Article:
This week lawmakers came to the capitol for a special session to discuss the budget. To vote on anything outside of the budget during a fiscal session, a two-thirds majority must agree, but that bar hasn’t stopped some lawmakers.

Image of an upset child.
Creative Commons

A new study published by Child Trends says children in Arkansas are more likely to go through an adverse childhood experience (ACE) than all other states. The non-profit organization says such an experience can include children’s parents who divorce, parental incarceration, and living with an adult battling substance abuse. The group says it aims to improve the lives and prospects of children and their families. 

C-SPAN
Michael Hibblen / KUAR News

The television network C-SPAN is visiting Arkansas. The non-commercial network, best known for its uninterrupted gavel-to-gavel feeds of the U.S. House and Senate, is touting its educational resources and recording videos from visitors for its “Voices from the States” segment.

Its high-tech C-SPAN Bus is traveling the country on a 14 month “50 Capitals Tour” and Tuesday morning was parked in front of the Arkansas State Capitol. Gov. Asa Hutchinson boarded the bus for a live interview on the network’s Washington Journal call-in program.

As Arkansas lawmakers headed to Little Rock Monday for the fiscal session, former Rep. Eddie Wayne Cooper, D-Melbourne, pleaded guilty in federal court for his role in a conspiracy to embezzle more than $4 million from a Springfield, Mo.-based health care charity.

Timothy Garrison, U.S. Attorney for the Western District of Missouri, announced that Cooper, 51, waived his right Monday to a grand jury and pleaded guilty before U.S. Magistrate Judge David Rush to charges of one count of conspiracy to embezzle from the nonprofit organization.

Arkansas Governor Asa Hutchinson called for a $180 million annual tax cut for the state’s biggest earners during his State of the State address Monday kicking off the 2018 fiscal session.

 

Hutchinson said the goal is to compete with other states for business investors. He said that at a recent meeting with the editorial board of the Wall Street Journal, he was asked how much top earners pay in Arkansas state taxes.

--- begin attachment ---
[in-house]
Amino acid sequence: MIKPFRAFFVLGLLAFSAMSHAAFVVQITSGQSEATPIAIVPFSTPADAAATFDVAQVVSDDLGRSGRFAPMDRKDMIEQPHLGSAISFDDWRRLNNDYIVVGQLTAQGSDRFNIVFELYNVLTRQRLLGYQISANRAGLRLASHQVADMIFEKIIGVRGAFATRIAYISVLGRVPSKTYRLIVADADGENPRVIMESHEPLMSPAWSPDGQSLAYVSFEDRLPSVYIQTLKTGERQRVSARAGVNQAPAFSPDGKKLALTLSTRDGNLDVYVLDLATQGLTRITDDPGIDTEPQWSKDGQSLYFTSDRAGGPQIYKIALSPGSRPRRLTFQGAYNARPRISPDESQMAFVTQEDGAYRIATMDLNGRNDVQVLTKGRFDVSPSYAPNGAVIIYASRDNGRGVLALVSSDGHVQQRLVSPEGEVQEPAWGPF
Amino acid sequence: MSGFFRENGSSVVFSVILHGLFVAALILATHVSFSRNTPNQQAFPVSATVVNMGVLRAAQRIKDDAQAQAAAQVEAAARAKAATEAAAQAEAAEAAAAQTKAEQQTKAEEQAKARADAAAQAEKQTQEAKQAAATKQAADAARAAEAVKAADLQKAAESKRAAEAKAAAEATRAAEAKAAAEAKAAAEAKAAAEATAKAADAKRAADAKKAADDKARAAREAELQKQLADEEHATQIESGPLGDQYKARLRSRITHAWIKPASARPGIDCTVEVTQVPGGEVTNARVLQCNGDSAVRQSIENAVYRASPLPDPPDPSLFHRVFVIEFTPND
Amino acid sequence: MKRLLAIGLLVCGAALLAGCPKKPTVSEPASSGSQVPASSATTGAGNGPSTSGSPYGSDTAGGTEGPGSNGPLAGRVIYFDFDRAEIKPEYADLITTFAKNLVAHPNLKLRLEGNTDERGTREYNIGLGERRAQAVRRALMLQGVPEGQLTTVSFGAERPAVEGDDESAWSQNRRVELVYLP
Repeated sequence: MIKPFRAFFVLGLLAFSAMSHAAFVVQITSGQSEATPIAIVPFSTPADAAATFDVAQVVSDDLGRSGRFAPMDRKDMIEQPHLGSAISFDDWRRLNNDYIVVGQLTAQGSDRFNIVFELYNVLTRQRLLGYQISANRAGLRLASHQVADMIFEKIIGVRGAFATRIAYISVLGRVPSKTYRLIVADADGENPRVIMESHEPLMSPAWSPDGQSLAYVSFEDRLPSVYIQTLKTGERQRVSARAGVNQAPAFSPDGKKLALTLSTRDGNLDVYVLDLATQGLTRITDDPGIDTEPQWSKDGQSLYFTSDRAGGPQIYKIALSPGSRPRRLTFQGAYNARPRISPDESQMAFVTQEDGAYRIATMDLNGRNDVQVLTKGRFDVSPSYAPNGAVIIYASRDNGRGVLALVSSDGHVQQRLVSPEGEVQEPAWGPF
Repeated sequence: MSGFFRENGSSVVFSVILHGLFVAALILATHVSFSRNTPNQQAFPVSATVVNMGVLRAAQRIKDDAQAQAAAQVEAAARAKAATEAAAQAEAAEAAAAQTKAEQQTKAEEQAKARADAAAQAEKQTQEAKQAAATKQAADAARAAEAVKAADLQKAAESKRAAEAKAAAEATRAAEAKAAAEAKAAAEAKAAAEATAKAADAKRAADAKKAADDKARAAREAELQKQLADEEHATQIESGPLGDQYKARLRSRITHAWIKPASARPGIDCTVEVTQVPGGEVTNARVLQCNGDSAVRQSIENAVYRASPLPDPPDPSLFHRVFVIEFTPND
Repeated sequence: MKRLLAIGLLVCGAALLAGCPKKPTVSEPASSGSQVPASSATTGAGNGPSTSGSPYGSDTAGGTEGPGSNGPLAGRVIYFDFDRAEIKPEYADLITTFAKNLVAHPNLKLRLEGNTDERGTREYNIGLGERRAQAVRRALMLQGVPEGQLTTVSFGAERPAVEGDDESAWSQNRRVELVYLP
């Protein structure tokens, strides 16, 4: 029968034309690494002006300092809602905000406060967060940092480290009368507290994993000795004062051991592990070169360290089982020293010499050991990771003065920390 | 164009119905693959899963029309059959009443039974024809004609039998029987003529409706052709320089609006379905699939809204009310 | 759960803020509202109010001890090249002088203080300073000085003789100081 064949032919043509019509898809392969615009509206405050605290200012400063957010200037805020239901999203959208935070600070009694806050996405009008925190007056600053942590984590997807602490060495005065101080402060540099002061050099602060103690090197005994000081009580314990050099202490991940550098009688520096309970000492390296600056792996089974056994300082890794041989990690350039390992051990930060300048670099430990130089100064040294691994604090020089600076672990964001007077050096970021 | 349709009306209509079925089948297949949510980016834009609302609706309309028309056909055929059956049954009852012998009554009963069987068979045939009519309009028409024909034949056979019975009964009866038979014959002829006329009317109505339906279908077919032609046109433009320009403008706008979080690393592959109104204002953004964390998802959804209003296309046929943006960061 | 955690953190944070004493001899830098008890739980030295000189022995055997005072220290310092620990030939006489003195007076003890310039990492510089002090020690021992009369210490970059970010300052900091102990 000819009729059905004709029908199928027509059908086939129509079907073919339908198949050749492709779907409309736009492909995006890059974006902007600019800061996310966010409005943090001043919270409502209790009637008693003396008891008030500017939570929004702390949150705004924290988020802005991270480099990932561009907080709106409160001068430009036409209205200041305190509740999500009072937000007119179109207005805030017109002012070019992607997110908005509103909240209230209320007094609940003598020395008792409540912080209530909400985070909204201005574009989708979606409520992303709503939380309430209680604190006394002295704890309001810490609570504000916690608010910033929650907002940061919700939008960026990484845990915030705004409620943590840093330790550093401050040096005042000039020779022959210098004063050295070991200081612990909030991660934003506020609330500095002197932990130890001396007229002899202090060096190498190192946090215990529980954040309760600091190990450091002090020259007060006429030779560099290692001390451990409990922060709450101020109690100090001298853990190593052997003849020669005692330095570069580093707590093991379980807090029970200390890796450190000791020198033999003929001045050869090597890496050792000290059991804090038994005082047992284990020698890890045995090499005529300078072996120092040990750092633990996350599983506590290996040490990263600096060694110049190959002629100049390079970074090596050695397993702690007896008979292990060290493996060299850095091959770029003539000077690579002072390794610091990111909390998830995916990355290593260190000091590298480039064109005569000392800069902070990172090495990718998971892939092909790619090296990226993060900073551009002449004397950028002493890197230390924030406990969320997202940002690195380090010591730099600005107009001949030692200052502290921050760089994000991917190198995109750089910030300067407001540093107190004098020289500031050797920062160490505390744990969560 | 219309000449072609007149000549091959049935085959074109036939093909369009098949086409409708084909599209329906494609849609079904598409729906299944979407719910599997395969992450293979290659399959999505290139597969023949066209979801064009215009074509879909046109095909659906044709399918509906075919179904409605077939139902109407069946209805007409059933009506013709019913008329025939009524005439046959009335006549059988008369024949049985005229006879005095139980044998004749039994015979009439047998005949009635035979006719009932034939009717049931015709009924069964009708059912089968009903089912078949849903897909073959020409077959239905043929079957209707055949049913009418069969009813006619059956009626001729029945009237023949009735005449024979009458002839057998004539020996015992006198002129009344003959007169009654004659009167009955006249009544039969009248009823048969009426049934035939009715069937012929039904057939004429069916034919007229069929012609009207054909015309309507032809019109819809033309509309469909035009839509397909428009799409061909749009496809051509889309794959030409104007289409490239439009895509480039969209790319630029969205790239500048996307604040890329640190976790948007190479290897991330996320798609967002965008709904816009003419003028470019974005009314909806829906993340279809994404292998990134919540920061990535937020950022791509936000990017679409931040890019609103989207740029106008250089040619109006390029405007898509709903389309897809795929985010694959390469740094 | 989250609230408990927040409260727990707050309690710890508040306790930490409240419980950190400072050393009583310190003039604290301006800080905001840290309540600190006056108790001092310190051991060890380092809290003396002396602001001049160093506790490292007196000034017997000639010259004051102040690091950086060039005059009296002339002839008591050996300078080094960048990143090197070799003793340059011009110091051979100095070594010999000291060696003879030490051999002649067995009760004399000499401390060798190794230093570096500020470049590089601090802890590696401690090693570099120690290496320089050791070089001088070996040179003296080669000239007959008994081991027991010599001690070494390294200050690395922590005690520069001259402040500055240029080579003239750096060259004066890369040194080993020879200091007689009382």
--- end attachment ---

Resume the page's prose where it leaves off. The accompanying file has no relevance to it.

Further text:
"And I said, ‘Well, it’s 6.9 percent, and they looked at me and responded, ‘That is worse than Connecticut.’ That story emphasizes the competitive nature of taxes in a mobile society.”

Arkansas's Republican Gov. Asa Hutchinson will likely see most of his approximately $5.6 billion proposed budget for fiscal 2018-19 adopted without changes. It goes to the House of Representatives this week, where three in four voting members are Republican, and the Senate, with its strong Republican majority.

"I created a balanced budget that actually has a $64 million surplus that funds education, the priority needs of our state," Hutchinson said. "I'm hoping the legislature will greet that well, and will pass that, and as I give the State of the State address" today, "that'll be something I emphasize."

Scott Bennett Arkansas Highway and Transportation Department Director
Michael Hibblen / KUAR News

A draft of President Trump’s infrastructure plan leaked two-and-a-half weeks ago is “very much a rich get richer plan” that wouldn’t result in large amounts of money for Arkansas, Department of Transportation Director Scott Bennett said Thursday.

Bennett made his comments to the Arkansas Legislative Council’s Highway Commission Review and Advisory Subcommittee.

The memo describing the plan’s framework was leaked Jan. 22, but the White House has said it will unveil its full $1.5 trillion plan Feb. 12.

Governor Asa Hutchinson
Michael Hibblen / KUAR News

UPDATE 3:30 p.m. Gov. Hutchinson has issued a statement expounding on a brief remark made this morning about a radio station's "Babe Bracket" that ranks women television journalists based on appearance.

Anne Pressly
KATV-Channel 7

The Arkansas Supreme Court says the mother of a television news anchor killed in a 2008 attack can move forward with a complaint that hospital employees not involved in the journalist's medical care acted outrageously as the woman was dying.

Justices said Thursday that St. Vincent Infirmary could be released from part of a lawsuit filed after the workers looked at Anne Pressly's medical records. The court dismissed a cross-appeal, however, which will let a Pulaski County judge decide whether the employees acted in an "extreme and outrageous" manner.

One of the many items being shuffled around Congress in short-term spending crises is funding for Community Health Centers. KUAR's Jacob Kauffman talks with U.S. Representative French Hill (R-2nd District) about healthcare, a short-term budget deal against a government shutdown deadline, and November elections.

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